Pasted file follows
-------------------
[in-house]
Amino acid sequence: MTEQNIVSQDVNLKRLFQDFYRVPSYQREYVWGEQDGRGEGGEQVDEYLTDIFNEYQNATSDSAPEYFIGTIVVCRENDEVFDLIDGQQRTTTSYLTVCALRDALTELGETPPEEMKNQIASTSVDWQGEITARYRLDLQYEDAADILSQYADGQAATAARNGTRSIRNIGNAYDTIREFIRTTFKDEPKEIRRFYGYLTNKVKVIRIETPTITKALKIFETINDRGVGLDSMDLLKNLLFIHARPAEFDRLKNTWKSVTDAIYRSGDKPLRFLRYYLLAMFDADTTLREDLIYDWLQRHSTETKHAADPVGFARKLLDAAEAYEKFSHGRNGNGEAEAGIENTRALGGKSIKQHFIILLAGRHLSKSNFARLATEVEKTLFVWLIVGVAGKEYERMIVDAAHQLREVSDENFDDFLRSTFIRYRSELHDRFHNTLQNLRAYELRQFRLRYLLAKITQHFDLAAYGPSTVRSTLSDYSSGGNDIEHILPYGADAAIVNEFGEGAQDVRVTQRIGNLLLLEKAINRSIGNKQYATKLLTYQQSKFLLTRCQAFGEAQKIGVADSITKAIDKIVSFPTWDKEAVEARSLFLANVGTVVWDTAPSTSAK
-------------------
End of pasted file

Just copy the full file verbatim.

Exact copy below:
[in-house]
Amino acid sequence: MTEQNIVSQDVNLKRLFQDFYRVPSYQREYVWGEQDGRGEGGEQVDEYLTDIFNEYQNATSDSAPEYFIGTIVVCRENDEVFDLIDGQQRTTTSYLTVCALRDALTELGETPPEEMKNQIASTSVDWQGEITARYRLDLQYEDAADILSQYADGQAATAARNGTRSIRNIGNAYDTIREFIRTTFKDEPKEIRRFYGYLTNKVKVIRIETPTITKALKIFETINDRGVGLDSMDLLKNLLFIHARPAEFDRLKNTWKSVTDAIYRSGDKPLRFLRYYLLAMFDADTTLREDLIYDWLQRHSTETKHAADPVGFARKLLDAAEAYEKFSHGRNGNGEAEAGIENTRALGGKSIKQHFIILLAGRHLSKSNFARLATEVEKTLFVWLIVGVAGKEYERMIVDAAHQLREVSDENFDDFLRSTFIRYRSELHDRFHNTLQNLRAYELRQFRLRYLLAKITQHFDLAAYGPSTVRSTLSDYSSGGNDIEHILPYGADAAIVNEFGEGAQDVRVTQRIGNLLLLEKAINRSIGNKQYATKLLTYQQSKFLLTRCQAFGEAQKIGVADSITKAIDKIVSFPTWDKEAVEARSLFLANVGTVVWDTAPSTSAK